This contrast has created a reversibility paradox, also called Loschmidt’s paradox, which scientists have been trying to understand since Johann Loschmidt began considering the problem in 1876. Scientists have proposed many solutions to the conundrum, from trying to embed irreversibility in physical laws to postulating low-entropy initial states.
Maccone’s idea, published in a recent issue of Physical Review Letters, is a completely new approach to the paradox, based on the assumption that quantum mechanics is valid at all scales. He theoretically shows that entropy can both increase and decrease, but that it must always increase for phenomena that leave a trail of information behind. Entropy can decrease for certain phenomena (when correlated with an observer), but these phenomena won’t leave any information of their having happened. For these situations, it’s like the phenomena never happened at all, since they leave no evidence. As Maccone explains, the second law of thermodynamics is then reduced to a mere tautology: physics cannot study processes where entropy has decreased, due to a complete absence of information. The solution allows for time-reversible phenomena to exist (in agreement with the laws of physics), but not be observable (in agreement with the second law of thermodynamics).
In his study, Maccone presents two thought experiments to illustrate this idea, followed by an analytical derivation. He describes two situations where entropy decreases and all records of it are permanently erased. In both scenarios, the entropy in the systems first increases and then decreases, but the decrease is accompanied by an erasure of any memory of its occurrence. The key to entropy decrease in the first place is a correlation between the observer and the phenomenon in question. As Maccone explains, when an interaction occurs between an observer and an observed phenomenon that decreases the entropy of the correlated observer-observed system, the interaction must also reduce their quantum mutual information. When this information is destroyed, the observer’s memory is destroyed along with it.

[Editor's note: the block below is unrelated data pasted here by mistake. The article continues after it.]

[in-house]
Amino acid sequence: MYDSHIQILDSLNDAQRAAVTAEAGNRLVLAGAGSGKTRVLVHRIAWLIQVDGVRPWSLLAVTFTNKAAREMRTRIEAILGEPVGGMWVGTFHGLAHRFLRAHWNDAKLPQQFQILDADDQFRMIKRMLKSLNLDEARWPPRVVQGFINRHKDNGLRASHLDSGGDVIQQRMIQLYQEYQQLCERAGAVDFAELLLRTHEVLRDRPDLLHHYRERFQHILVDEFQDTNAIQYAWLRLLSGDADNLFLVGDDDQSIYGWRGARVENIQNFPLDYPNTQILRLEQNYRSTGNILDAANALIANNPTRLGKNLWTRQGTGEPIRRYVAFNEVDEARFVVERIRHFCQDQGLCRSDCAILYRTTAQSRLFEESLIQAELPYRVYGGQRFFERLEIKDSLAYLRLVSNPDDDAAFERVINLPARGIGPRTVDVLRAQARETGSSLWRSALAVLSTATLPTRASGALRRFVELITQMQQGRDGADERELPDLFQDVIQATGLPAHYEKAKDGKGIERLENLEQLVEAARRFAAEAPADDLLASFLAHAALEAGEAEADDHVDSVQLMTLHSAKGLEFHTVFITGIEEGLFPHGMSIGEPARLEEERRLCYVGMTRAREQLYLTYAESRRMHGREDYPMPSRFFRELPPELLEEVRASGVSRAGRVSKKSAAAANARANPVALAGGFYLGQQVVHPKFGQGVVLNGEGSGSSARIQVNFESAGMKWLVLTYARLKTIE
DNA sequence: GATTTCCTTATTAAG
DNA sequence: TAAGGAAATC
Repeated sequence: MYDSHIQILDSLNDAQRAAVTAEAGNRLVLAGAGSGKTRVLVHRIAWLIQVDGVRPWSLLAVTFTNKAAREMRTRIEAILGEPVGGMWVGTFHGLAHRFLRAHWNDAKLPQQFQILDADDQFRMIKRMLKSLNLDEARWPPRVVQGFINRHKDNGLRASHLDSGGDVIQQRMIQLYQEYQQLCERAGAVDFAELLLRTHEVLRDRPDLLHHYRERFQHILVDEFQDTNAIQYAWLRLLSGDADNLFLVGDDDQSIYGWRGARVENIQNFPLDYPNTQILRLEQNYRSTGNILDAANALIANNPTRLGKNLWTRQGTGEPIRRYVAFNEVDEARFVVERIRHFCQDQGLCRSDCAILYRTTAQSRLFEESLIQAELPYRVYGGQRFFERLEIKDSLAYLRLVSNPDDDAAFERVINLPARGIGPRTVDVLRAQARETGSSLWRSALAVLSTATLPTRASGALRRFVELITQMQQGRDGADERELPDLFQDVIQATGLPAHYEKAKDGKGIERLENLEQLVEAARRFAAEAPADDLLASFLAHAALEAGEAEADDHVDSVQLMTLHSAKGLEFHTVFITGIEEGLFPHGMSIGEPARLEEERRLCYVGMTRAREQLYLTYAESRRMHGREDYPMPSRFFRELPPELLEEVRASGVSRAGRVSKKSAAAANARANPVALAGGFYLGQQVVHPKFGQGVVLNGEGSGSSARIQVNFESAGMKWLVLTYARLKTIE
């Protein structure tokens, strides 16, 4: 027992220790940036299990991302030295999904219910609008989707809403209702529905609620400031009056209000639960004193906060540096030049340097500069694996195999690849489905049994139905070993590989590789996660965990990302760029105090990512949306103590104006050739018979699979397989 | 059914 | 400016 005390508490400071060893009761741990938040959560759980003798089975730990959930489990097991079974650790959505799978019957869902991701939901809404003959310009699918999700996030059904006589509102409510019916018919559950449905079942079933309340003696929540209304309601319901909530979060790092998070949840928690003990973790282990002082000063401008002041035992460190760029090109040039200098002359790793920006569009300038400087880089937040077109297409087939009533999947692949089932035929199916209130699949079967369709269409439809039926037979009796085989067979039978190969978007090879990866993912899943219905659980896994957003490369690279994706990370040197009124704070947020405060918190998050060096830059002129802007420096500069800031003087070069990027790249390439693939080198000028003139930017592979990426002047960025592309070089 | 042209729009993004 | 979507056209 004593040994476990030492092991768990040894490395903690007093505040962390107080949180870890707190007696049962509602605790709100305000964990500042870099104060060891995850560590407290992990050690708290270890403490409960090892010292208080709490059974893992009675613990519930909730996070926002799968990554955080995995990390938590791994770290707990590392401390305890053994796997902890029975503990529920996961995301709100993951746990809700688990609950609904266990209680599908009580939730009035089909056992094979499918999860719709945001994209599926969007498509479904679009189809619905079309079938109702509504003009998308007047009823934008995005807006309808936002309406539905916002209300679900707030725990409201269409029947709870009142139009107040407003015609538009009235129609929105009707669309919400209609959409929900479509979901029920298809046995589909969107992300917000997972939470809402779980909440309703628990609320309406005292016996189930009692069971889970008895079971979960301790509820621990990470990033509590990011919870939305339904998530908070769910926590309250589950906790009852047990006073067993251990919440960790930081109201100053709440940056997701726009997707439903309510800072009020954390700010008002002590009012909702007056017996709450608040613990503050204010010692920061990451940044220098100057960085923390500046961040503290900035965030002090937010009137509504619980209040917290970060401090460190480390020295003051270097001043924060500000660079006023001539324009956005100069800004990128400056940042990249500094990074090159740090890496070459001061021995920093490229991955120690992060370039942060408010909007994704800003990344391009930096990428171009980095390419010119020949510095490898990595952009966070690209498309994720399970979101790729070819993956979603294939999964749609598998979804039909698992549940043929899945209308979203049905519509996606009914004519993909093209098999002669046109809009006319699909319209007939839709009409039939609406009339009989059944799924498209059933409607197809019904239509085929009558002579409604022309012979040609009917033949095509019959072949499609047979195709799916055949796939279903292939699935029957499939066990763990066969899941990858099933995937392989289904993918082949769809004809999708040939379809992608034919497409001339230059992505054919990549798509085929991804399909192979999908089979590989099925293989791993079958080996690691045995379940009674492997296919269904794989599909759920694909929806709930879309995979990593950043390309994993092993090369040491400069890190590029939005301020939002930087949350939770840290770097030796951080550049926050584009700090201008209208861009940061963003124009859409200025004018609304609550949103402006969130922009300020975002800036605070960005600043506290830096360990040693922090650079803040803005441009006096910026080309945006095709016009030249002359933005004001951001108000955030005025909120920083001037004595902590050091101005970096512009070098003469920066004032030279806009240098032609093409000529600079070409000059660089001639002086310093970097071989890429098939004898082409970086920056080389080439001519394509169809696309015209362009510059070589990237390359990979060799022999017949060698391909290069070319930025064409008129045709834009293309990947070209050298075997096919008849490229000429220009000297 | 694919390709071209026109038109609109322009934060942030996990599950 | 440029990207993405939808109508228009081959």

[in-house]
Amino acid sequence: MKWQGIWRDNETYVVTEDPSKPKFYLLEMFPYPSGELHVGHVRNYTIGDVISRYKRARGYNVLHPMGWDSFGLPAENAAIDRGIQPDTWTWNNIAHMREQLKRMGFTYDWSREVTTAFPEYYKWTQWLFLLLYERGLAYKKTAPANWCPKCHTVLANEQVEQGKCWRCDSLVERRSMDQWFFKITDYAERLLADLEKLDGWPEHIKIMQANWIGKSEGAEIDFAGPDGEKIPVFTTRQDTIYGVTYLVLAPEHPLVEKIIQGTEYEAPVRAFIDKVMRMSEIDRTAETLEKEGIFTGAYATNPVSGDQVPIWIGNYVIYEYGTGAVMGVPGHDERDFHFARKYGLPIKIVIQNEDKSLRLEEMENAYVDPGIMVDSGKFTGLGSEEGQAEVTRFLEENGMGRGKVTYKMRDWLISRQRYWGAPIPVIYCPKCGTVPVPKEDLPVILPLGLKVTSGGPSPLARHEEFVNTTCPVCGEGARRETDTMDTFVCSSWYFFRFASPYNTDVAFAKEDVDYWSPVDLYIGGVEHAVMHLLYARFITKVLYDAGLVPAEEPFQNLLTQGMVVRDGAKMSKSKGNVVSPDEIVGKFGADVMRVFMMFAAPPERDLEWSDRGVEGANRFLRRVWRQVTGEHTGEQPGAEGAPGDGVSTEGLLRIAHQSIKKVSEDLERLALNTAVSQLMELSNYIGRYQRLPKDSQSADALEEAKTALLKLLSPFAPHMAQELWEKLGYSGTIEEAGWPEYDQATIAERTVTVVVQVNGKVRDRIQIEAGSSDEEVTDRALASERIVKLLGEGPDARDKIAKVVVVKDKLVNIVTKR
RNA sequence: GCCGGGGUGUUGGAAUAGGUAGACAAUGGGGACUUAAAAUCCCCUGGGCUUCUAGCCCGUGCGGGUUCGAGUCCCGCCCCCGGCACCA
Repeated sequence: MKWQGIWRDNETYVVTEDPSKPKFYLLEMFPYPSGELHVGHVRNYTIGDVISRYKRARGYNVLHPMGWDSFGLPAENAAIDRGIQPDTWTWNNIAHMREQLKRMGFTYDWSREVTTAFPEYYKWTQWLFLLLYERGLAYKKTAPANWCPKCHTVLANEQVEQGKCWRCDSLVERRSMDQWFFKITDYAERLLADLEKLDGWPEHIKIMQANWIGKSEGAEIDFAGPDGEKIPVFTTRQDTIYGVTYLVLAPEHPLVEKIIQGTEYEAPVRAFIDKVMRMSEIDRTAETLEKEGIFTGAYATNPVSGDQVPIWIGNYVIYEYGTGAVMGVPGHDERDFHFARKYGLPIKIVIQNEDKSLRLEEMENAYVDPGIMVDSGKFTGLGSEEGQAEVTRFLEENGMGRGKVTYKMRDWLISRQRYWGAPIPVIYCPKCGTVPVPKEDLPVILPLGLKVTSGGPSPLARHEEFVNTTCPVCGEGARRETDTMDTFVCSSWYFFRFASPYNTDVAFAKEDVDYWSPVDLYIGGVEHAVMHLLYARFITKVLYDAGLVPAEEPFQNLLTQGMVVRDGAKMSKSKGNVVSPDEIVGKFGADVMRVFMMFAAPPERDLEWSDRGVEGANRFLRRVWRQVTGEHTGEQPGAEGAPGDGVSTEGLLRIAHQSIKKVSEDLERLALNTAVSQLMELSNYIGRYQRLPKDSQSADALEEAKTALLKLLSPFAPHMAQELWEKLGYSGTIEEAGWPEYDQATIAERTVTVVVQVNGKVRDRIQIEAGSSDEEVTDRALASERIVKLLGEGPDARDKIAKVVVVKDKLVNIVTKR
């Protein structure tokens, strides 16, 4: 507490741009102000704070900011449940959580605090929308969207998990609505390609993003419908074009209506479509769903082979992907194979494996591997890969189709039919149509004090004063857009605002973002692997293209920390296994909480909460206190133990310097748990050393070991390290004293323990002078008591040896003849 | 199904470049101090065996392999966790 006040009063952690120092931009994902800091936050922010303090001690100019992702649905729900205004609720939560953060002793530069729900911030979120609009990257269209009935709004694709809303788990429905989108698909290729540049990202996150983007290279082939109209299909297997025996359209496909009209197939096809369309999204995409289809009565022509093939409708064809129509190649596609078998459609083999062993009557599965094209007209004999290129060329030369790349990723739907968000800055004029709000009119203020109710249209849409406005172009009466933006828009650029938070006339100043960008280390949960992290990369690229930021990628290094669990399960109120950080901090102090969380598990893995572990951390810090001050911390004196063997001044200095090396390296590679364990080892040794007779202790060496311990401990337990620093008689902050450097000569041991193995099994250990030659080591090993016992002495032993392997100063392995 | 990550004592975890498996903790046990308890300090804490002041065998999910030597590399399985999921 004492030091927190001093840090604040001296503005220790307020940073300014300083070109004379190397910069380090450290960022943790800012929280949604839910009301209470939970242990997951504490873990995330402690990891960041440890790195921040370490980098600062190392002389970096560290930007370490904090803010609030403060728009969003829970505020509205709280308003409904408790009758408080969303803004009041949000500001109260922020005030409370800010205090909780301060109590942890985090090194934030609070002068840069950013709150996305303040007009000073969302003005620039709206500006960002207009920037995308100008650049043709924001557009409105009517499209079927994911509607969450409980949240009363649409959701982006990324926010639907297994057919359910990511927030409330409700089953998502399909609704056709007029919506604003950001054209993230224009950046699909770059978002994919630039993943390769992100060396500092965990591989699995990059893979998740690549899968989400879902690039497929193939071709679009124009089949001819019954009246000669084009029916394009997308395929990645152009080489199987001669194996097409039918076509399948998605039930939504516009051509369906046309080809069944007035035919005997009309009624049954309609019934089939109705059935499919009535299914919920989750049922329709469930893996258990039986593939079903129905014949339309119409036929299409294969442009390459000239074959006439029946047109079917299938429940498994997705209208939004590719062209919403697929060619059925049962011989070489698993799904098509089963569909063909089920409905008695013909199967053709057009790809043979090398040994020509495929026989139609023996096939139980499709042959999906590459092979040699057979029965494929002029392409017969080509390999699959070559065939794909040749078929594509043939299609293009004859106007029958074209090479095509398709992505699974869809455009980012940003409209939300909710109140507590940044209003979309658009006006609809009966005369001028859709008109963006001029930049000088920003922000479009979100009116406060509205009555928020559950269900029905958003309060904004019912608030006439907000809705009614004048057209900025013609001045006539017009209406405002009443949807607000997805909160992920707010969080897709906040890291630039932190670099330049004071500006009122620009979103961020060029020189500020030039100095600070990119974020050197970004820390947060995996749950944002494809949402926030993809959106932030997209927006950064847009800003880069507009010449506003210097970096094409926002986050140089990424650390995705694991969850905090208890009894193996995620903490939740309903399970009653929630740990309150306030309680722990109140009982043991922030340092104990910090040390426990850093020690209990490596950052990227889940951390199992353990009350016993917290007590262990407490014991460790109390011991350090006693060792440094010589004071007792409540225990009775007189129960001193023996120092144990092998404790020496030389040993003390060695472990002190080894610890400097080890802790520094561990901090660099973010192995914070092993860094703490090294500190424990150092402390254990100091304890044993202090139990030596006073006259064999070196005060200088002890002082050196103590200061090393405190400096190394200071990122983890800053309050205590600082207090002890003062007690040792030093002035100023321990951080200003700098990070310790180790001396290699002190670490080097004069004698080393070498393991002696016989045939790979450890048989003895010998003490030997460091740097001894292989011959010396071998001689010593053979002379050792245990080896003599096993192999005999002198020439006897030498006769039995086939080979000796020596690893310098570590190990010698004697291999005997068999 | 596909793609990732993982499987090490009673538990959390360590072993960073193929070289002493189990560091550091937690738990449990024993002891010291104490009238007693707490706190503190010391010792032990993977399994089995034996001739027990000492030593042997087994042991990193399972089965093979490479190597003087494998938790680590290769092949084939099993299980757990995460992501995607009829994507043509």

I want to make special note of this phrase: "Maccone’s idea... is a completely new approach... based on the assumption that quantum mechanics is valid at all scales". As people familiar with my project will know, there are critics who have said that by assuming there is a direct continuum from the quantum to the macro worlds, I am somehow mistaken. I've talked many times about the 2007 proof offered by a team of scientists at Oxford under the direction of physicist David Deutsch which also agrees with this idea of there being no actual separation between the quantum and the macro, and I will continue to underline this idea as I see it come up in other scientific theories.
Quantum mechanics is probabilistic, some outcomes are chosen over others, but Everett's "Many Worlds" Interpretations tells us all the choices ultimately exist within an underlying fabric which is intimately connected together. That's true at the quantum level, and it is just as true for our lives, and it's true for the entire universe we find ourselves within. More and more people are embracing this idea that I believe to be self-evident: once you back out to the biggest picture of all, everything fits together.
A direct link to the above video is at http://www.youtube.com/watch?v=_7aRH0imFe0
Coming up next: The Statistical Universe.
Enjoy the journey!
Other related blogs:
The Long Undulating Snake
Does the Multiverse Really Exist?
Aren't There Really 11 Dimensions?
Have Each of Us Already Died?
Local Realism Bites the Dust
Time is a Direction
Information Equals Reality